Oleg gives an uplifting description of how wonderful person a good (sci-fi) writer must be: abnormally intelligent acute observer, magically tunelling his creativity into ideas never before seen, still keeping it all in agreement with contemporary (and, by projection/extrapolation) future science. All that is obviously true (though I dare say quite a few good writers fail to meet these criteria), but that's not against the point I was trying to make.
In short: creation of a story, even though Lem himself considered such task an ultimate test for AI, is still only as possible as creating AI. I too once objected the idea (of AI) but now I think that task is somehow overrated, not to say that programmers working on it are getting better - cause they still seem pretty far from it - but rather because the "I" in "AI" seems something different to me nowadays. More elusive and illusive  than ideal; an umbrella term encompassing few other, of which some recently became quite attainable, like e.g. problem solving or communication.
Besides, as proven by Lem's own 'Sci-Fi calculator', a "weak"(/"foolish") writer is not far from being a machine, merely choosing should Jack be eaten by Christmas Mechanic Gorillas or save Jean from the Aliens. So why couldn't another machine take it a little further?

OlegY

  • Juror
  • YaBB Newbies
  • *****
  • Wiadomości: 23
    • Zobacz profil
    • Email
Re: Guidelines For Lem-Inspired Stories?
« Odpowiedź #8 dnia: Sierpień 22, 2010, 02:53:30 pm »
 ??? that's great. I wish there could be another third man able to discuss this theme. To me the most interesting issue here is the difference between I and AI. I cannot boast of my high iQ (but I honestly can complain to my low one =) The question is that AI is the product of  I (could you imagine the contrary?) so it cannot be smarter that its producer. Is there someone to argue that?  So the perfect story-teller cannot exist




tzok

  • Juror
  • Senior Member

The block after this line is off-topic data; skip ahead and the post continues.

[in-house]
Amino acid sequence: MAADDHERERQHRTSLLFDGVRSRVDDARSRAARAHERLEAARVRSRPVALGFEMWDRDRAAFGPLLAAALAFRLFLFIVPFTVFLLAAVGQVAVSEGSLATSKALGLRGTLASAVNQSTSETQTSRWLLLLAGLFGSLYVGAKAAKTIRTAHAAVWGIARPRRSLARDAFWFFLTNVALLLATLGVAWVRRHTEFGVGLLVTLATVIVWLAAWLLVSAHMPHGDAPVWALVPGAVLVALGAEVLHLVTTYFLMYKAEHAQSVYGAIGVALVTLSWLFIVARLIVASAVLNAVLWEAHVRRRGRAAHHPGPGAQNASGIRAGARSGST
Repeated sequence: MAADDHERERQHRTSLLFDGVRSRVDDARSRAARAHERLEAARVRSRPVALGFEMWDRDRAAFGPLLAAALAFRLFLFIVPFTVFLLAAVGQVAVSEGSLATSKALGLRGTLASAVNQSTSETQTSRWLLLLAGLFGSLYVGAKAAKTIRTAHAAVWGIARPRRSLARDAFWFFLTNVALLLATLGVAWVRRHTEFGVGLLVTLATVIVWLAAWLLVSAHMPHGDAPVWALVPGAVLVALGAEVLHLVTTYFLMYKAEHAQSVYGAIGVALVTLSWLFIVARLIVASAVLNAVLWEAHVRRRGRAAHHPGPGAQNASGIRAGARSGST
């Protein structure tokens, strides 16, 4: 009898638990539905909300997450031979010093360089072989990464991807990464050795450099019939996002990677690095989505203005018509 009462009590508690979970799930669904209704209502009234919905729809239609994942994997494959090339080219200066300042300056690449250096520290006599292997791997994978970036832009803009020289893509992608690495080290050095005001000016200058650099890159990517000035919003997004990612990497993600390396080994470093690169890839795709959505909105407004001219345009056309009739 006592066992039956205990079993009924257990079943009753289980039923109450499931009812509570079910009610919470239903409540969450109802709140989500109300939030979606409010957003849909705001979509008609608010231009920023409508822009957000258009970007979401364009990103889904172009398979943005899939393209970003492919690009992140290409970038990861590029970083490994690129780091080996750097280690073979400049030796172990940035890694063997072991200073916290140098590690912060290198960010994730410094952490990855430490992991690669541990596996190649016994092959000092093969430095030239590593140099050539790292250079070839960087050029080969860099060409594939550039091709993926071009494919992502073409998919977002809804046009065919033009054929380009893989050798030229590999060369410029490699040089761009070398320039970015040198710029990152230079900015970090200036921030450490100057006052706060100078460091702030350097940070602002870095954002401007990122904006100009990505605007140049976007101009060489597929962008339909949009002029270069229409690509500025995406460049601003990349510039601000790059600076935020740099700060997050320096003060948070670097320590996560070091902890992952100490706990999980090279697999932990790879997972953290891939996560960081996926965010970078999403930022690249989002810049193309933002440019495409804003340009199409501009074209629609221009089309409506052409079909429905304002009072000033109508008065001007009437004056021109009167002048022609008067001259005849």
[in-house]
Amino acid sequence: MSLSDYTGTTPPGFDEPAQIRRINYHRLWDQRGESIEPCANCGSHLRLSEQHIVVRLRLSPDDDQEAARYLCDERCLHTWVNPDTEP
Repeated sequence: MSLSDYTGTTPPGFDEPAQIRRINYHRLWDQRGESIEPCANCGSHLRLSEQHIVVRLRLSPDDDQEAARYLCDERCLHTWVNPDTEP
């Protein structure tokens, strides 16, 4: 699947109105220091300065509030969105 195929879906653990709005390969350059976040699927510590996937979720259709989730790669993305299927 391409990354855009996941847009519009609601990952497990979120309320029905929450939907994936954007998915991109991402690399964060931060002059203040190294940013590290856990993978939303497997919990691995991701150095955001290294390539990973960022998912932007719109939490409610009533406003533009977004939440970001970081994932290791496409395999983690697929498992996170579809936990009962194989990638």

• *****
  • Wiadomości: 403
    • Zobacz profil
    • Email
Re: Guidelines For Lem-Inspired Stories?
« Odpowiedź #9 dnia: Sierpień 24, 2010, 11:59:24 am »
Cytat: OlegY
The question is that AI is the product of  I (could you imagine the contrary?) so it cannot be smarter that its producer. Is there someone to argue that?
I can imagine the contrary. I mean computer-designed bio-cells, made entirely by robots. That's sci-fi today, but possible in the future in my opinion. And as for the second question I also disagree with you. Look, humans can develop brilliant algorithms and learning techniques for computers. Then they can run the programs and wait, wait, wait until some super-AI develops. If you have some mathematical problem one person cannot solve due to its computational complexity, you can delegate the job to computers. Then the "only problem" human needs to solve is to program the algorithm appropriately. That's easier to do and with computer help - it yields a result. The same can happen with AI development. We will "only" have to program computers to do it.

OlegY

  • Juror
  • YaBB Newbies
  • *****
  • Wiadomości: 23
    • Zobacz profil
    • Email
Re: Guidelines For Lem-Inspired Stories?
« Odpowiedź #10 dnia: Sierpień 28, 2010, 10:18:54 pm »
Thanks, tzok.
First. Who has produced the robots? Human.
Second. "We will "only" have to program computers to do it" - to develop AI. Sorry, pal. We are now still as far from that as we were when Lem wrote HMV. It's mere sci-fi so far.

I wish  you read his later works.
Lem was trying to ensure the audience that interstellar voyages, contacts with extraterrestrial mind, artificial intelligence, journey through time and other old-fashioned sci-fi stuff is not essential now.
Yes, we are facing technological breakdown. Brand new magical substances, medicine recycling life organs and rejuvenation, more astrophysics resuts, Large Hadron Collider and so on. But we are still alone, we are still human, we are still animals. Wild and stupid. And that is the problem to handle and work out. Not AI.   

tzok

  • Juror
  • Senior Member
  • *****
  • Wiadomości: 403
    • Zobacz profil
    • Email
Re: Guidelines For Lem-Inspired Stories?
« Odpowiedź #11 dnia: Sierpień 31, 2010, 02:38:31 pm »
Cytat: OlegY
First. Who has produced the robots? Human.
So? That doesn't exclude the other way round.

As for the rest of your response. I think you are mixing two things. First - is there EVER a possibility to create true artificial intelligence? Second - if yes, where are we now?

For the first question, I think the answer is true. And also in my opinion, Lem with all his pessimism from later works will agree. He always pointed out all dangers and odds, but still remained on position, that someday it will become possible.

For the second question, I am not even willing to doubt in what you say. It is true, that we are all still "wild and stupid animals".

I just thought we are concentrating on the first question :)

Terminus

  • Global Moderator